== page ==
With the entry of immune checkpoint inhibitors such as anti-PD1 and anti-CTLA-4 into the clinic, excitement about immune-based therapies for cancer has been growing. Three immunologists at the Medical University of South Carolina (MUSC)—Zihai Li, M.D., Ph.D., Shikhar Mehrotra, Ph.D., and Chrystal Paulos, Ph.D.—discuss the promise of immune-based therapies such as immune checkpoint blockade and adoptive cell transfer and how the researchers and clinicians at MUSC are helping advance the field.
Progressnotes, MUSC’s Medical Magazine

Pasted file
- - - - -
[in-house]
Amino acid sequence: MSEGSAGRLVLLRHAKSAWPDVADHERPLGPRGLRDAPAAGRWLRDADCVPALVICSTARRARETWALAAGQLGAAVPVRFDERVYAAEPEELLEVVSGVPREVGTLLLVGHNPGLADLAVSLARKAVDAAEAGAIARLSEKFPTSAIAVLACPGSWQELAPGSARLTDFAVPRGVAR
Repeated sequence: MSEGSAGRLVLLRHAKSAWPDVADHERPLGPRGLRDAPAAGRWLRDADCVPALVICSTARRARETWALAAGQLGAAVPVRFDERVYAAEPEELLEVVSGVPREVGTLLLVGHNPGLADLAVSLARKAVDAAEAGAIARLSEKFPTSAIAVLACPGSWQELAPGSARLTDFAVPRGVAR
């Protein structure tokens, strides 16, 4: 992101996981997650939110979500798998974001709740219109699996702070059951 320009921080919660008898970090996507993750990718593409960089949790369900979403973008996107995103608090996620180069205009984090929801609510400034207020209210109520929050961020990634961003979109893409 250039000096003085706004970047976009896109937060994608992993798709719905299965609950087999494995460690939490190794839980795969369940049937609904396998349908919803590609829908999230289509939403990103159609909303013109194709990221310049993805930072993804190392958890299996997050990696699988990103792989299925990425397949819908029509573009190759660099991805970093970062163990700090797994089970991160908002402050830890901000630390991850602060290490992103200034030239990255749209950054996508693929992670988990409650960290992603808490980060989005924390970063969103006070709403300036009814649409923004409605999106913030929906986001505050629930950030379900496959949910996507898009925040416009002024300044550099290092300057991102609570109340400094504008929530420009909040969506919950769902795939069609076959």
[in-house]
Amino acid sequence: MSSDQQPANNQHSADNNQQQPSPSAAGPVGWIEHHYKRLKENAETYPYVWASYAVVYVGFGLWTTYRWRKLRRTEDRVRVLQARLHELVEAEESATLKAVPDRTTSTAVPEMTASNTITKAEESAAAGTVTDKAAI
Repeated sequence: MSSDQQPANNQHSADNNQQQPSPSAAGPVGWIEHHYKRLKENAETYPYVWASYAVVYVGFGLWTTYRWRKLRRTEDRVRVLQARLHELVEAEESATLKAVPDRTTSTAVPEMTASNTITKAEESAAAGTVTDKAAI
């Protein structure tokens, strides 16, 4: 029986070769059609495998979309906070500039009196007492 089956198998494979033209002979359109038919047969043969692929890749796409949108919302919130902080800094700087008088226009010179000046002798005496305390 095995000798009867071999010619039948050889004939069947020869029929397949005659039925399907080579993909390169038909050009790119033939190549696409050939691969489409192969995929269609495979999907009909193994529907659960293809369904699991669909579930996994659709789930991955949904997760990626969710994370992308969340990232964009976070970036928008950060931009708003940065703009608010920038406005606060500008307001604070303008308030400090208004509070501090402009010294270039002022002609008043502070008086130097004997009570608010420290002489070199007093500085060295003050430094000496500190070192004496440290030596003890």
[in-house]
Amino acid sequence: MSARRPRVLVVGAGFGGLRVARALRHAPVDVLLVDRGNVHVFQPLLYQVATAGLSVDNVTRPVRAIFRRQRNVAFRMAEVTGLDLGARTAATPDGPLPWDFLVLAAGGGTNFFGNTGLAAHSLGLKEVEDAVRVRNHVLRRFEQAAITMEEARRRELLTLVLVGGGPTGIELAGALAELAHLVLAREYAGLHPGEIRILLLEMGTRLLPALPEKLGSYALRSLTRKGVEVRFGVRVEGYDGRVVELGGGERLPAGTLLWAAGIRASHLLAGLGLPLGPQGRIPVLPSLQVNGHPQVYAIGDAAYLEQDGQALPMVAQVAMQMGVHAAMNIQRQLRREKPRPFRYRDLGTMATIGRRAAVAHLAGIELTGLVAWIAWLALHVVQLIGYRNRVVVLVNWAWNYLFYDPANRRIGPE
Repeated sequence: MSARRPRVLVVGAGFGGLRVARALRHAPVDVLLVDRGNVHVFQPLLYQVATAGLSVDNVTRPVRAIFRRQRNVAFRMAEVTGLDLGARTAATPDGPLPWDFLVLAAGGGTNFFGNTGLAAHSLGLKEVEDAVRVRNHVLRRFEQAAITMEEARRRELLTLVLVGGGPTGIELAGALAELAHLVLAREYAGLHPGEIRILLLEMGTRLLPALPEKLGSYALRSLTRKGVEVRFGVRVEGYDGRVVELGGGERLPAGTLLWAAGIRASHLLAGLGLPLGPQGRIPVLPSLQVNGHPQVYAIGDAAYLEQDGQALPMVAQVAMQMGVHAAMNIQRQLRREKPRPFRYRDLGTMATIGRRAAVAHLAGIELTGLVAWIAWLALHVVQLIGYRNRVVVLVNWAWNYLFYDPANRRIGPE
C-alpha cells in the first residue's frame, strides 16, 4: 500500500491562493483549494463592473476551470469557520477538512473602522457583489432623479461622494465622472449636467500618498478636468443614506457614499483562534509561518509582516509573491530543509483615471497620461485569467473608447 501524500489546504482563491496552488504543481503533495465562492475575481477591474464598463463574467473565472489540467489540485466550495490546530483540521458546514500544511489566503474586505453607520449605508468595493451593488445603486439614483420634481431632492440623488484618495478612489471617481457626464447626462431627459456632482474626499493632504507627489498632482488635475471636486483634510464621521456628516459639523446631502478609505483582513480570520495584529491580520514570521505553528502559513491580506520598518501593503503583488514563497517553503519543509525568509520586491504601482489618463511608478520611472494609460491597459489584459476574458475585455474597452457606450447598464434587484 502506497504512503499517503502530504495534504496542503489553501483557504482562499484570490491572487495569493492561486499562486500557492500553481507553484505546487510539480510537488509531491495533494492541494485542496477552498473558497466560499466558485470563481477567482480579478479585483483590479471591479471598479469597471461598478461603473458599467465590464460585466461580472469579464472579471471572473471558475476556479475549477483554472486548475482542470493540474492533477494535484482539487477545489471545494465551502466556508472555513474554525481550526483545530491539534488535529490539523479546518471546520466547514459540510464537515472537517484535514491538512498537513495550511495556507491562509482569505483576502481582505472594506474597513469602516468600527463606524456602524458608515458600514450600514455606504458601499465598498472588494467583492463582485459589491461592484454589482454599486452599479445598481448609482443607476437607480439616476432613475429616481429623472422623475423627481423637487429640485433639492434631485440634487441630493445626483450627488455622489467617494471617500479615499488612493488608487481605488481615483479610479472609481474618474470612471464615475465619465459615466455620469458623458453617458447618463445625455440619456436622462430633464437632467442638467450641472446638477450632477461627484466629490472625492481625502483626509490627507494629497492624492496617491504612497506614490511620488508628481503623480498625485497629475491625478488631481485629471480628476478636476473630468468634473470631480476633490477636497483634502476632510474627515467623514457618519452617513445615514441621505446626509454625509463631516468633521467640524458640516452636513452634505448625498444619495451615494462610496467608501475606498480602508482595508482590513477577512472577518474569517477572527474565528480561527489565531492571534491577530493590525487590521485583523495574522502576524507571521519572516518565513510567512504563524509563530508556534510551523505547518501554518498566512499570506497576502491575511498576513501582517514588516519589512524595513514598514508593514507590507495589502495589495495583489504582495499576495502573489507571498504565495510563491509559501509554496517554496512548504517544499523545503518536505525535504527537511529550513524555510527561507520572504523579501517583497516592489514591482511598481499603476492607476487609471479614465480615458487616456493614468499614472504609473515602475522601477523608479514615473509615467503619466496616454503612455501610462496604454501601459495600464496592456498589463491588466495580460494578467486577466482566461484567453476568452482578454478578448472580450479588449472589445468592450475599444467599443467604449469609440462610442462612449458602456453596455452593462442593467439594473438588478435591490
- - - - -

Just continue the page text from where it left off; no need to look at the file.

ZIHAI LI: There was a debate about whether immune system care about cancer. But I think recent developments in the field have answered this question loud and clear. And that is cancer develops partly because of failure of the immune system. So as a result, there's a tremendous excitement and promise that focusing on rejuvenating the immune system will be one day the curable strategy for eradicating cancer. CHRYSTAL PAULOS: When I started training in cancer immunotherapy, I had to walk down this long hallway of patients that were getting treated with adoptive immunotherapy. And Steven Rosenberg would update us on what's going on with these patients, which was invigorating because back then, long ago, we would see large tumors regress and never come back. So it's not just now. It's been an exciting thing that, I feel, finally, people are paying attention to. SHIKHAR MEHROTRA: Here, what you're talking about is a person's own immune cells, which can be either engineered or redirected to control the tumors much better. And that is something which is very exciting. And a bunch of small number of cells have got the power to go and find the tumor and kill it. CHRYSTAL PAULOS: Immune checkpoint blockade has been an exciting game changer in cancer immunotherapy. As you can imagine, you've probably seen headline news on how exciting it is. So I'll be more specific. PD-1 blockade therapies, as well as CTLA-4 blockade therapies have unleashed the t-cells in the tumor to be reactive again. So the tumor actually upregulates CTLA-4 as well as PD-L1, which inhibits that. And it binds to PD-1 and CTLA-4 on the t-cell. So when we use an antibody against that, it blocks that interaction and allows a t-cell-- which has otherwise dysfunctional because of the tumor-- to be very effective. So effective, that it's treated patients with melanoma, lung cancer, kidney cancer, and it's been used in a lot of solid malignancies now. It's given curative as well as durable responses to patients that would otherwise succumb to their disease. ZIHAI LI: Two treatments, now, have been in clinical development. One is so-called CTLA-4, and the other one is called PD-1. Blockade of CTLA-4 and PD-1 have been shown to be effective broadly against many types of cancers, including melanoma, lung cancer, bladder cancer, Hodgkin's lymphoma, triple negative breast cancer. CHRYSTAL PAULOS: Adoptive t-cell transfer therapy is basically taking t-cells from a patient-- normally from the tumor of a patient, and then inside that tumor, there are t-cells that are actually very tumor-reactive. But again, they're suppressed by the tumor. So if we enrich those t-cells from the patient, we can activate them, expand them to large numbers, and put them back into the patient. And what we've seen is it can also elicit long-lasting anti-tumor responses. And what's really exciting is that at the Medical University of South Carolina, we have a clean cell facility, so that we can actually do this very exciting technology and actually put it into patients. SHIKHAR MEHROTRA: So the clean cell facility that we have in here is one in 12 or 14 of those kind that are in the US. And this is a great facility because it can cater to the needs of immunotherapy by using cell therapies-- t-cells, generic cells, mesenchymal stem cells-- a bunch of those things which can be used for immunotherapy can be made into the-- the patient-grade material can be made and can be transferred into the cell. So we have qualified technicians for that. We have an accuracy person who looks into every detail, so that the SOPs are implemented to the T, and then those can be used for the clinicians to go and use this facility to produce the cells which can be used for immunotherapy. We are already working with a couple of protocols to sterilize them. And what it does is if there's some kind of a benchside research which has got some promise, we validate it by working with the PI to see that those can be transferred to the larger scale, to the validation rounds with the GMP-graded reagents, which are FDA approved that those can be used for the patients. And then once we get those through-- and we have to file for the PIS or file for the ND, and we help and assist them in doing so and making the protocols through and getting their SOPs through, so that this can be implemented back and used for the patient's beside. CHRYSTAL PAULOS: Combining adoptive t-cell transfer therapy with checkpoint modulators is going to be the next step. In fact, the National Institutes of Health as well as places like the University of Pennsylvania are already gearing up to do this. And that's something that we are very passionate about doing here as well. And, really, it's a very timely question. And it makes sense to actually put the t-cells in that are tumor-specific into the patient. We know that we can actually harness a specific immune response against that patient. And inevitably, unfortunately, even the cells we infuse can become quite tired or suppressed by the tumor. And so we're getting quite clever, because now, we're going to come in with checkpoint blockades. So we know the cells that are effective. We put them in there, and we can change the biology of those cells, and on top of that, keep them going. So it's, in my opinion, like a power punch. ZIHAI LI: MUSC is in a very strategically unique position to really move the field and contribute to the field. About six years ago, MUSC Hollings Cancer Center attained the National Cancer Institute designated cancer center status. So the cancer immunology program is one of the original program to achieve such a designation, which is really prestigious. At this point, the cancer immunology program is very active. We have about 20 investigators working day and night, understanding the immune system, particularly in dealing with cancer. We have funding from National Cancer Institute. We have funding from the Department of Defense as well as funding from private foundations. We're working in a number of areas, both in understanding the fundamental aspect of immune response against cancer but also on how to translate our knowledge to novel clinical trials. CHRYSTAL PAULOS: There's a lot of creative, clever investigators. That's the other thing that's great about MUSC. There's a huge critical mass of t-cell immunologists and translational physicians that are teaming up in a really amazing way to make adoptive immunotherapy better than it already is. SHIKHAR MEHROTRA: So immunotherapy therapy definitely has a lot of promise. And MUSC has all the potential, in terms of the expertise of investigators and the facilities that are needed to generate these cells optimally in a manner which can be put into the patients. And then there's a very dedicated set of clinicians who were ready to interface with the scientists and take it to that level, because it takes a lot of effort. It's a whole team. CHRYSTAL PAULOS: My message to physician is to be really interactive with basic scientists, other physicians. And I suspect that's already happening. But just be excited, because I think they're going to see-- they already are seeing remarkable responses in the patients. And if we understand how that's actually working, we can make it even better, because even though it's exciting, and there's a lot of good news out there, there are patients that aren't responding to these therapies. Why? And that's where we need to go is figuring out that why, so that we open the door to treat everybody. ZIHAI LI: As a physician, as well as a scientist, our obligation is to deliver medicine but also to invent medicine. We are very excited to have an opportunity to work with everyone, to not only deliver some of the cutting-edge treatment to our patients, but also collectively to advance the field by conducting, for example, clinical trials, by answering some of the important questions that have yet to be answered.